He Said, She Said

He said:

Pain ignites our hope.

Hope denies Death through blind faith.

Faith promotes our success.

She said:

Pain tried to birth us.

We existed already.

An enigma. Faith.

His poem is about overcoming the past to make way for a future that has been the substance of his dreams for so long. Blind faith assures him that all will fall into place for him. Sometimes we believe that the desires of our heart will never manifest and so we settle for what is there before us. That’s life. It’s why things and people are always changing. Life is about trying to discover what fulfills us and if you’re in a place where you’re being drained and used up, instead of filled, step out on faith and believe that there is something better waiting for you.

Her poem is about the battle to shed the skins of one’s past in order to embrace one’s true self. One of my favorite quotes is “If you don’t like how things are, change it. You’re not a tree.”  As long as there is breath in one’s body, there is always the opportunity for change, especially when the change is embracing your true self and not the labels others try to brand you with, your past mistakes, or anything that goes against your most basic and true self. Don’t silence your voice so that others are more comfortable and don’t become a chameleon to make other’s more comfortable in your presence.

So often, we hear that we are not our past. Meaning even though we are a product of our past, we don’t have to continue to wear the brand of our past. We cannot go back and change the past, but we do have the power to change the future. But, change is hard even when the change is positive. So some knowingly hold on to and fight for things, jobs, people who are not in alignment with the desires of their heart. That’s not an indictment or judgment, just an observation. I have knowingly held on to situations that I knew were not good for me because I was fearful of what would be on the other side. I’m trying to learn to let go of that need to control and accept that some things happen and there’s nothing I can do about it. In the end, all I can control is my reaction to a situation. I cannot always control the situation.

Today’s post isn’t really about my writing because I’ve been distracted today and I haven’t really gotten any writing done. But, now I’m going to attempt to work on a creative nonfiction piece for an upcoming contest. I’m usually pretty good at silencing the critical self when I’m engaged in the initial writing of a piece, but that’s not what I’m worried about today. Today, I’m worried about the noisy distractions that I’ve had a hard time ignoring today.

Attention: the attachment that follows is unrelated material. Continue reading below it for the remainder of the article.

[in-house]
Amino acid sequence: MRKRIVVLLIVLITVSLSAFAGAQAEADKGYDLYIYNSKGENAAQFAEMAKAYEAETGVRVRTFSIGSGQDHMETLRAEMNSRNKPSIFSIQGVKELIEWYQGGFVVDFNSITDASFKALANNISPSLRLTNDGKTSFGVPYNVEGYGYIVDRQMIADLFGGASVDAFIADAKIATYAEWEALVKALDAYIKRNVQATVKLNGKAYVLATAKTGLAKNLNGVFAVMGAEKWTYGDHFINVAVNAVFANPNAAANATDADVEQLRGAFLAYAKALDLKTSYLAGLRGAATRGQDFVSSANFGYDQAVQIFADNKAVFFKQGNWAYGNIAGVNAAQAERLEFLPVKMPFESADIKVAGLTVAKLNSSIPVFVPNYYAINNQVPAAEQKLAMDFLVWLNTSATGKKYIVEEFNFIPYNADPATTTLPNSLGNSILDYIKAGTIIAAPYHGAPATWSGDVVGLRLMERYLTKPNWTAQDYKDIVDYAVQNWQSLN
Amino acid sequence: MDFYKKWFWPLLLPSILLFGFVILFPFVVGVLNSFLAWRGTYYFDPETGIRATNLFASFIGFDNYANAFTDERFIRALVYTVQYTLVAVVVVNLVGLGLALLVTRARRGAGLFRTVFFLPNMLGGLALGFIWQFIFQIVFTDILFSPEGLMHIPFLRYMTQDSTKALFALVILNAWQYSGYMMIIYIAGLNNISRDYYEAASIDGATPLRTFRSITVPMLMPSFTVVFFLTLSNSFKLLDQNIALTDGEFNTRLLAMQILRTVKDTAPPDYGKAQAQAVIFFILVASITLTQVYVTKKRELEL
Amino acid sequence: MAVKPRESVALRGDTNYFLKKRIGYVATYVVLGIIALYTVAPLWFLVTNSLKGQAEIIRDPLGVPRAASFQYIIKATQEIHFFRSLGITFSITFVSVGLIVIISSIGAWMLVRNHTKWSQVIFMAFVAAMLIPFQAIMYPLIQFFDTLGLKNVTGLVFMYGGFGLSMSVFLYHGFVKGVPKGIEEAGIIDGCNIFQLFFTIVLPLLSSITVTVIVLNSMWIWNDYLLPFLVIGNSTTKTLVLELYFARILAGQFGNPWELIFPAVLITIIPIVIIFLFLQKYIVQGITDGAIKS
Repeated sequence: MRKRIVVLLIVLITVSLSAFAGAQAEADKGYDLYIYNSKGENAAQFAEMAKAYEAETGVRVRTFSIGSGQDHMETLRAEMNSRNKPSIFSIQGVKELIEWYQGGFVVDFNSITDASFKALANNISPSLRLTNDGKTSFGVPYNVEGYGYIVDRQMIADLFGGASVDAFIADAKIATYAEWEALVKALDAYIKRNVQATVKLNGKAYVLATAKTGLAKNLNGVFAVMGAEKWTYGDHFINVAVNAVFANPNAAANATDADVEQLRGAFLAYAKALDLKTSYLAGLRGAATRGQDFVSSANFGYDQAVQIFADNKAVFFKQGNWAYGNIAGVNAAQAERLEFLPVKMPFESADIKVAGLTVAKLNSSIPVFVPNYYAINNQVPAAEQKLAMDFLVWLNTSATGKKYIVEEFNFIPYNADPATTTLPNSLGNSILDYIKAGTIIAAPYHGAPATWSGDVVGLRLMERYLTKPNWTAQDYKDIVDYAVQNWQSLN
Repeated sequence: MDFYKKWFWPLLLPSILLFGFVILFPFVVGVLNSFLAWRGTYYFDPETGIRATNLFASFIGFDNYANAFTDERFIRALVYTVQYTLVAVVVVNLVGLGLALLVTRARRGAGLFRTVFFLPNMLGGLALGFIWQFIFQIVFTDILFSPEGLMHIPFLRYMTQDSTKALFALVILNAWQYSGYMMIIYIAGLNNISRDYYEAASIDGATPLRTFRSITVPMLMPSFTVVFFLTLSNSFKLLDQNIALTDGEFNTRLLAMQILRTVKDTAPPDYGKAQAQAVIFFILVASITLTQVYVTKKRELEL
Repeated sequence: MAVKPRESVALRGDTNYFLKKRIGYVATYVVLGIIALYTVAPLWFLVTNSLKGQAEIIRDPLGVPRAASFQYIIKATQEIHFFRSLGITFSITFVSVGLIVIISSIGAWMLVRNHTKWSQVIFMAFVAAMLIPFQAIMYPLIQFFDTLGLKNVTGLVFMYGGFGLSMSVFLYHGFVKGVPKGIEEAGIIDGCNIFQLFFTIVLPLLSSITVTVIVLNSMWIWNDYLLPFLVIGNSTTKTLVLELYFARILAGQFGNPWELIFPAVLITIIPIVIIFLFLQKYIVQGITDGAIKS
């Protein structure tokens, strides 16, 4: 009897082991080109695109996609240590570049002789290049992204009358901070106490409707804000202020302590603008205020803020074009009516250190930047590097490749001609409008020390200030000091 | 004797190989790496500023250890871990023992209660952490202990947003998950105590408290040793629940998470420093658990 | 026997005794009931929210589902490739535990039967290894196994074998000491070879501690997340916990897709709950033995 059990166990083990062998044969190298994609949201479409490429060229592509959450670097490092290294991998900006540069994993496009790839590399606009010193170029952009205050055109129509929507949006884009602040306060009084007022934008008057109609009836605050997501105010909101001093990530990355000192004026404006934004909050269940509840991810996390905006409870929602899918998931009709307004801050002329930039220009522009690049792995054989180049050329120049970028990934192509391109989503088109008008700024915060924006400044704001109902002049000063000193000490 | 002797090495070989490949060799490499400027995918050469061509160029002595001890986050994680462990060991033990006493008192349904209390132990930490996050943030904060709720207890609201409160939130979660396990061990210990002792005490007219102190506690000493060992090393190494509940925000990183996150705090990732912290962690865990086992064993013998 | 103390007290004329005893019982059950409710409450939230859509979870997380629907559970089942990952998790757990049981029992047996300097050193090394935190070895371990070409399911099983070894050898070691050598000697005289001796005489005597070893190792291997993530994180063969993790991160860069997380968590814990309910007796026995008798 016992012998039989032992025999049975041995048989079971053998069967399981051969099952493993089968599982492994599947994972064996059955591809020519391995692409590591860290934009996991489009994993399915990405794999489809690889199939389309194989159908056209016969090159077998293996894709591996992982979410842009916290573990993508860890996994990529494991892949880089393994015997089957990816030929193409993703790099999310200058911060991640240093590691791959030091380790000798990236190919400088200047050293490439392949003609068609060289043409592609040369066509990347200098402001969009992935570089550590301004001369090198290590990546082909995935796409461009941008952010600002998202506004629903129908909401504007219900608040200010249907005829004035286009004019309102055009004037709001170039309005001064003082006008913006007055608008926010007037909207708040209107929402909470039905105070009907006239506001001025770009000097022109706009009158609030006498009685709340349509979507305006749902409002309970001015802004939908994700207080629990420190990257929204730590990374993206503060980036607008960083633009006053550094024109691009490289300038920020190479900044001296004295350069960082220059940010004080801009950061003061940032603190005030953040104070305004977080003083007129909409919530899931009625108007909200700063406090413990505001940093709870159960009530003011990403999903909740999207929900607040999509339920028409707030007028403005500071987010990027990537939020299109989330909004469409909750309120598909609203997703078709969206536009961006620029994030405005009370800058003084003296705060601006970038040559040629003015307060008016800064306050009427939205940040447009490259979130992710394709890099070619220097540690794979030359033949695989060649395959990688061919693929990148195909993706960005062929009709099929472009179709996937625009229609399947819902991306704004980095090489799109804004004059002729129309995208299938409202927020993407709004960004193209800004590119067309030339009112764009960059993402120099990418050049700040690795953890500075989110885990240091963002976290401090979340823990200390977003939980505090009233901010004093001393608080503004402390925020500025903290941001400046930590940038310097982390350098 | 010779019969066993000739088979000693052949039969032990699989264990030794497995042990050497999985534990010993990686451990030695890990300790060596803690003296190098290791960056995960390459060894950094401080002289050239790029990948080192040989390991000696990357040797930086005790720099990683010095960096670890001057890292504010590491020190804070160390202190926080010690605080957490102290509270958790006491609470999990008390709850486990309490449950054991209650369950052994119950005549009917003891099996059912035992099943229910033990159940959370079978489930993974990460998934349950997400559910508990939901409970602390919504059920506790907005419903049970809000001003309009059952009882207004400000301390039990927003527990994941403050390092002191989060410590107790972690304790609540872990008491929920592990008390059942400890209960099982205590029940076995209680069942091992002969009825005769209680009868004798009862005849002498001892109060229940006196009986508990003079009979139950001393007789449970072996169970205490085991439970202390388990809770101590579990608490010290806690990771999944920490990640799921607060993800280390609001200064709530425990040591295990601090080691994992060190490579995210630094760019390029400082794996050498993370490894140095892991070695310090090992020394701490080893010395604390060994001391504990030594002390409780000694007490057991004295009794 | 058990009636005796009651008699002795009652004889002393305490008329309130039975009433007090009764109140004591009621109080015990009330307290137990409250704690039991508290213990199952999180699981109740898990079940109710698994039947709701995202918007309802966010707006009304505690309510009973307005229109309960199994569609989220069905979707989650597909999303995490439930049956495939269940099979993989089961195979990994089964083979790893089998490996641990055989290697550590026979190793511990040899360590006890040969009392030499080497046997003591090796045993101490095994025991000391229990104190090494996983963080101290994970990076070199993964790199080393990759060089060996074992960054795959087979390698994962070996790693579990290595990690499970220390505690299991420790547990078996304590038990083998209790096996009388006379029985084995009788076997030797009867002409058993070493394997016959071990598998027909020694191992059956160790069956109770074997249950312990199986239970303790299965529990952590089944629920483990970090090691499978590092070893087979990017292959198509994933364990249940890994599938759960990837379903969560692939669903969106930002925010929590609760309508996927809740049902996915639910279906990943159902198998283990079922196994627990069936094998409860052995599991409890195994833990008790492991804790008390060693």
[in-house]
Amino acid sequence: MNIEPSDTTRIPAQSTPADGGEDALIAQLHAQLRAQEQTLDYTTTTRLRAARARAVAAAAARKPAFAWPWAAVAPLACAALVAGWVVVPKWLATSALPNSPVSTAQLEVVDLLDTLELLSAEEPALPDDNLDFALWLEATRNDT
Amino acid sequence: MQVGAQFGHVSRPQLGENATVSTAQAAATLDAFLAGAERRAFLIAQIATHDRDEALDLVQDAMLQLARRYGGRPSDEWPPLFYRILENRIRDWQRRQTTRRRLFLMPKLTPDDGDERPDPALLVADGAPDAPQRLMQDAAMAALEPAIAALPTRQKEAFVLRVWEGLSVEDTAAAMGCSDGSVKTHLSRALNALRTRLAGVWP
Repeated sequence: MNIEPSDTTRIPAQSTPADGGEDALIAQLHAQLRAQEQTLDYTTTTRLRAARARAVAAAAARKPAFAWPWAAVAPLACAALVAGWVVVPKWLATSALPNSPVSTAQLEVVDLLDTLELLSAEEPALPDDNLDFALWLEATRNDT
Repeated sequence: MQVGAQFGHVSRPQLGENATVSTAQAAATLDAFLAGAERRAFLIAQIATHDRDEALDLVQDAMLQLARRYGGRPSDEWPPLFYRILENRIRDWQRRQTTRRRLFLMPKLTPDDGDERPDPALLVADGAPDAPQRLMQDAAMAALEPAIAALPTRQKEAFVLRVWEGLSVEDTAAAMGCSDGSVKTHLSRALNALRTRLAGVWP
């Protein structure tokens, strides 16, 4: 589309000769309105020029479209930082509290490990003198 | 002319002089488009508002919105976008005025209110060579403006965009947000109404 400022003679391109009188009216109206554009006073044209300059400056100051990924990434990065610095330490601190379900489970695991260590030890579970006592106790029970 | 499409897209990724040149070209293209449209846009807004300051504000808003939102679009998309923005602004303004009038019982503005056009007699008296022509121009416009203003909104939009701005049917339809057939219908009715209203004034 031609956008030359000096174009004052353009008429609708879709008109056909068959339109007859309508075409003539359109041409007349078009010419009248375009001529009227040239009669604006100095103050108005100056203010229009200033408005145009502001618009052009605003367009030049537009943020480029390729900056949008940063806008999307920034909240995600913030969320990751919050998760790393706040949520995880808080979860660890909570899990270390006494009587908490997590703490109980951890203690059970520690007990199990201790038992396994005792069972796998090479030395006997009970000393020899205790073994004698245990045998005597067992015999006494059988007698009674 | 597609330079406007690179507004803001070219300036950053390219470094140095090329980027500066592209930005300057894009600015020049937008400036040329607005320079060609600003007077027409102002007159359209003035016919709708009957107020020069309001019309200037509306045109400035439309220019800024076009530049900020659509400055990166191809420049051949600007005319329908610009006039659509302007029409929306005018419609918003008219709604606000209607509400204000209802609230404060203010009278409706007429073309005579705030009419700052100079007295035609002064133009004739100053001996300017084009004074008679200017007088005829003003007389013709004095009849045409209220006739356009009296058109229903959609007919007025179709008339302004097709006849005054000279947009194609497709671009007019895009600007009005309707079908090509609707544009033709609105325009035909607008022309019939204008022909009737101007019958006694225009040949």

Peace & Love,

Rosalind

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Street Level Drug Dealer

Just a little something I’ve been toying with today:

Words bleed from my pores,

staining my skin and my clothes.

No amount of sass to scrub clean

the words you dirtied my soul with.

You told me I was a failure,

so I strived to be much less.

You told me I was unloveable,

so I always settled for less than I deserved.

You showed me I was worthless

so I learned to seek the best, holding on to

nothing.

You pumped me with words as poisonous

as any street drug. Like any street level dealer

you knew how to control me: tempt with a taste

and you’d soon have control over me.

Like a drug-addicted scarecrow seeking to be filled,

I kept coming back trying to get my fix.

You never let me down either.

You chained my soul, filled my arms with

hypodermic needles too strong for me to remove.

Alone.

Love finally freed me. Love found me &

I found healing in the rehabilitative waters

of self. I pulled the needle of your words

from my arms so I could be free.

Now you hate me because I stopped allowing

you to teach me how to hate me. But that’s OK

we both know there’s always someone else,

somebody who’ll accept your drugs

cuz the war on drugs is not one we can win.

There’ll always be someone disgusting enough

to supply the poison and someone desperate enough

to need the fix to try and fulfill something within.

I’ve been working on my WIP, Micah’s Falls, but this poem is something that came to me while I was writing. I stopped to get down what came to me initially; I’ll come back to this poem later because I need to get back to work on my WIP. Hope you are doing something today to fulfill your wildest dreams because maybe they’re not so wild and maybe it’s possible for it to be more than a dream. Maybe one day all your dreams can be reality. Right? Right.